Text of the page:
Share this post


Link to post
Share on other sites
21 hours ago, oldhippy said:

You are right, the beat error increased a bit from around 0.3 to 0.5 - 0.6ms. I will introduce some light bulbs to the high Voltage side to reduce the power.

19 hours ago, vinn3 said:

de  magnetize /  de GAUSS :  I have a couple old watchmakers de magnetizers.  there is a button to  hold down  when  passing AN   ITEM  thru  (in and out)  of the coil.   this  means  there is  no  power on when  left un attended.    I  like that  GAUSS  meter.  vlnn  

The magnetic sensor in my smartphone is on the top right corner of the display. Google says that usually it is in the top left corner. You need to place the watch directly over the sensor to measure this small fields. 

Edited by szbalogh

Share this post


Link to post
Share on other sites

the proper tool  is  a  '"watchmakers  de magnetizer"  you  don't have to  worry about too strong a  magnetic field.  the  use of it is a separate subject,  as is  the  deturming if a watch is magnetized.   check out De Carle's book.

Share this post


Link to post
Share on other sites

Added a 60W bulb standing lamp to the 220V circuit which i was using anyway nest to my bench. Power reduced to around half and now it is heating slow but its effective like before. Tested with a screwdriver magnetized by a neodymium magnet :)  

Share this post


Link to post
Share on other sites

i love the video that you made. it's really the first time i've seen the escape wheel in full arc. is that the typical amout of "swing" that an escape wheel has? i thought that they had an almost full turn, but this one is about 270 degrees or so.

Share this post


Link to post
Share on other sites

Hi guys, I was just wondering if you could give me your opinion on which demagnetizer to go for. I am a hobbyist and i just service my own watches and any other movements i come across.

The options are all from cousins website and range from £2 to £160.

The cousins cube is £2 will this do the job? I guess you just slide the parts through it and job done?

Etic swiss is £30 and is mains powered.

Greiner and Elma also do demagnetizers around the £160 mark.

So, id really like your opinions, can i do this on the cheap at £2 or is it going to be wise to spend a little more? 

Share this post


Link to post
Share on other sites

You need a mains powered unit to generate an alternating magnetic field to be of any use in watch repair work.

Check out eBay and you will find many Asian versions of the Etic unit (which is almost certainly of Asian origin itself) for anything between £5 and £25. Since all it is is a coil and a switch there is little that can go wrong.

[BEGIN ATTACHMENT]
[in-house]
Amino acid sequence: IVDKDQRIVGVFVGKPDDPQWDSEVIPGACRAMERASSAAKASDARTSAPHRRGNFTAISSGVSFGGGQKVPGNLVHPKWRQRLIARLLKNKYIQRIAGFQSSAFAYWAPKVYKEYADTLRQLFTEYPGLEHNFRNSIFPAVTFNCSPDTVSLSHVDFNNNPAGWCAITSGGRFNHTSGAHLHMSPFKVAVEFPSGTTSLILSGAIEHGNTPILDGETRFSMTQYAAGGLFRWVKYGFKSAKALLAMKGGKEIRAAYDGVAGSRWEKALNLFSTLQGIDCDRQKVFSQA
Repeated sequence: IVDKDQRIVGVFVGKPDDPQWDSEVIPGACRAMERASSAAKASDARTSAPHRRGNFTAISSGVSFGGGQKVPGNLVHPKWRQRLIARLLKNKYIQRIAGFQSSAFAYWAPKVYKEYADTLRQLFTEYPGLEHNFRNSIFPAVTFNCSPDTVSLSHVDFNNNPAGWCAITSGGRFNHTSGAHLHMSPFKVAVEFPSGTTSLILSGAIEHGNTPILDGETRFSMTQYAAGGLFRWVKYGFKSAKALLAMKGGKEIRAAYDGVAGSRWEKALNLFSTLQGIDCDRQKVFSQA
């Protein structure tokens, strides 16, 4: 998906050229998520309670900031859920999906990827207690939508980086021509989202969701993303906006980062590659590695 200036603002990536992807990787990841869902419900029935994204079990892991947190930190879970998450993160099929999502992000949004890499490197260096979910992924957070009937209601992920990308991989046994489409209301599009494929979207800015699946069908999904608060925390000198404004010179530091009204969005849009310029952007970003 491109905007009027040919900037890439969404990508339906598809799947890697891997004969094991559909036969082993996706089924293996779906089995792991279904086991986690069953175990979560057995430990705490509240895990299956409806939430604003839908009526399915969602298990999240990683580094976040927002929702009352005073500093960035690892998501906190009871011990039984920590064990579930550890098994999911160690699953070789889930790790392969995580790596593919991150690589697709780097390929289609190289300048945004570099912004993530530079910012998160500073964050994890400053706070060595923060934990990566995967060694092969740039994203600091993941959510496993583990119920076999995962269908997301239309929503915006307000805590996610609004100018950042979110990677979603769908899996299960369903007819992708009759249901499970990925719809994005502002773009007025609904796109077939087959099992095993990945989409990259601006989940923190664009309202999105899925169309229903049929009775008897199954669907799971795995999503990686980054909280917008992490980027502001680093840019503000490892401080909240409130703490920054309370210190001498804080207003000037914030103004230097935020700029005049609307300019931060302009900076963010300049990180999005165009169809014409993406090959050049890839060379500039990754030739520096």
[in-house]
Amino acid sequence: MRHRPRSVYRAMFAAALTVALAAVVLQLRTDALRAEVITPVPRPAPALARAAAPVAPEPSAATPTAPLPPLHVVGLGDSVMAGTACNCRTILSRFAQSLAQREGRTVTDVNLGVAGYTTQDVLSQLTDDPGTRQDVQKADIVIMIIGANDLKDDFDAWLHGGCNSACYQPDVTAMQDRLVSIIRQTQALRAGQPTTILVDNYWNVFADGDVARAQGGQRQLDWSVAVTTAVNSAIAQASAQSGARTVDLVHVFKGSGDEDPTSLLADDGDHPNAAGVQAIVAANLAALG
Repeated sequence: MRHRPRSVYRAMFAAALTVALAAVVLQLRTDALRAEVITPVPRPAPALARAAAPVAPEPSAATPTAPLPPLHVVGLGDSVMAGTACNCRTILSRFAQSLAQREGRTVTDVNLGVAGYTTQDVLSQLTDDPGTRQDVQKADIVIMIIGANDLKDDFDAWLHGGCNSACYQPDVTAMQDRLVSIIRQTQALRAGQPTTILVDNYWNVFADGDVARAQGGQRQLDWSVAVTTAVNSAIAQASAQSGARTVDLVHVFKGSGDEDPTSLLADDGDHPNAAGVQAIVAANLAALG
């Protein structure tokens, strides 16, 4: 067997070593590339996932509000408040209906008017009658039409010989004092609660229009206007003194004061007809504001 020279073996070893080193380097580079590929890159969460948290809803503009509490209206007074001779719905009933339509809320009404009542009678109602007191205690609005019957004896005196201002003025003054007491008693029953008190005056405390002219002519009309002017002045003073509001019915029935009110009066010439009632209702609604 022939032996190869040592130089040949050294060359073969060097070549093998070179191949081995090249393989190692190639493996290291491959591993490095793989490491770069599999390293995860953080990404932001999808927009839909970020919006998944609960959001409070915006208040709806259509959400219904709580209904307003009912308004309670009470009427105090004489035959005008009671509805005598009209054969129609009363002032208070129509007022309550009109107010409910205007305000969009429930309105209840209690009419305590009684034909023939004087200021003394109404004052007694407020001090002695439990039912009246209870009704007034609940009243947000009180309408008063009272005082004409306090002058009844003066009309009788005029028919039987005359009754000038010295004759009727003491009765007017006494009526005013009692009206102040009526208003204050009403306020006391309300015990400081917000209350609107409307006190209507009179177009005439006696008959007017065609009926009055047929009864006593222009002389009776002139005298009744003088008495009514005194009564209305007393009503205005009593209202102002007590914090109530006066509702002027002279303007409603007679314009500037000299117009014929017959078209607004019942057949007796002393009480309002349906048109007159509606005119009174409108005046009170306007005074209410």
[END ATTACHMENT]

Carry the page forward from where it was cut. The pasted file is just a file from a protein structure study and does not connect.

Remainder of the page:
I have two units, an ancient pass through type that came in a job lot of tools and is great, and an Etic type that I paid about £7 for. They work as well as each other.

Share this post


Link to post
Share on other sites

I have used diy demagnetizers that work the same as the versions you list - basically a coil running of AC current - and they work ......ok. You have to remove your watch/movement/part etc slowly from the magnetic field and some times this does not work as one would hope. I have been thinking of building a automatic version for some time now, and  last week stumbled on this page while browsing the subject. Simple and genius - charge a capacitor and then use the capacitance and power stored to form a LC-resonator with a inductor - viola, an automatic demagnetizer!

In my version I use two 230V to 12V transformers for isolation.

Here in my version:

 

147764423593527500_resized.jpg

147764423637000800_resized.jpg

147764423216317700_resized.jpg

Charge for three seconds and then press DeMag and your done - works wonders and I am never going back to the coil version!

So if you can invest 60min of building time - I would go fo a automatic version!

 

Edited by RCDesign

Share this post


Link to post
Share on other sites

If you are just a hobbyist I can recommend this one from E-bay at £11.99. I have one, and although it looks rather crude it is very effective, certainly as a starter unit. You can always look at a more expensive one later on. This one not only demagnetises small things like watches, but it also demagged my kitchen sharpening steel. Just search 'watch demagnetizers' on E-bay. The 'Cube' is good for finding pinged parts off the floor!

PS. You may have to put a three-pin plug on it.

 

s-l225.jpg

Edited by fjseal

Share this post


Link to post
Share on other sites
On 30/10/2016 at 11:13 PM, fjseal said: